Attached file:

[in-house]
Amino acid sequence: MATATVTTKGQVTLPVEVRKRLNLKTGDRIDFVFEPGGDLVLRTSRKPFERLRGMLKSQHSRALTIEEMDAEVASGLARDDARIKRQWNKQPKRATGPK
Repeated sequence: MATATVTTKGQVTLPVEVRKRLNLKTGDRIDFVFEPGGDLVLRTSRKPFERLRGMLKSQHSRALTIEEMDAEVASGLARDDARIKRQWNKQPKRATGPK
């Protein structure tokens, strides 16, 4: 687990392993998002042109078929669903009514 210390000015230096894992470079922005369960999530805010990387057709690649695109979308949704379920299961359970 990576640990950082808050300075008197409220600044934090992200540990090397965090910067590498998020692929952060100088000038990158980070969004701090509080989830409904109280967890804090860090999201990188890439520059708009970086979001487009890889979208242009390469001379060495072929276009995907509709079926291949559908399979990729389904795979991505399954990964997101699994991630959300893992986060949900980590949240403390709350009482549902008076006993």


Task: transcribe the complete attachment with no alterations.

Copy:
[in-house]
Amino acid sequence: MATATVTTKGQVTLPVEVRKRLNLKTGDRIDFVFEPGGDLVLRTSRKPFERLRGMLKSQHSRALTIEEMDAEVASGLARDDARIKRQWNKQPKRATGPK
Repeated sequence: MATATVTTKGQVTLPVEVRKRLNLKTGDRIDFVFEPGGDLVLRTSRKPFERLRGMLKSQHSRALTIEEMDAEVASGLARDDARIKRQWNKQPKRATGPK
């Protein structure tokens, strides 16, 4: 687990392993998002042109078929669903009514 210390000015230096894992470079922005369960999530805010990387057709690649695109979308949704379920299961359970 990576640990950082808050300075008197409220600044934090992200540990090397965090910067590498998020692929952060100088000038990158980070969004701090509080989830409904109280967890804090860090999201990188890439520059708009970086979001487009890889979208242009390469001379060495072929276009995907509709079926291949559908399979990729389904795979991505399954990964997101699994991630959300893992986060949900980590949240403390709350009482549902008076006993």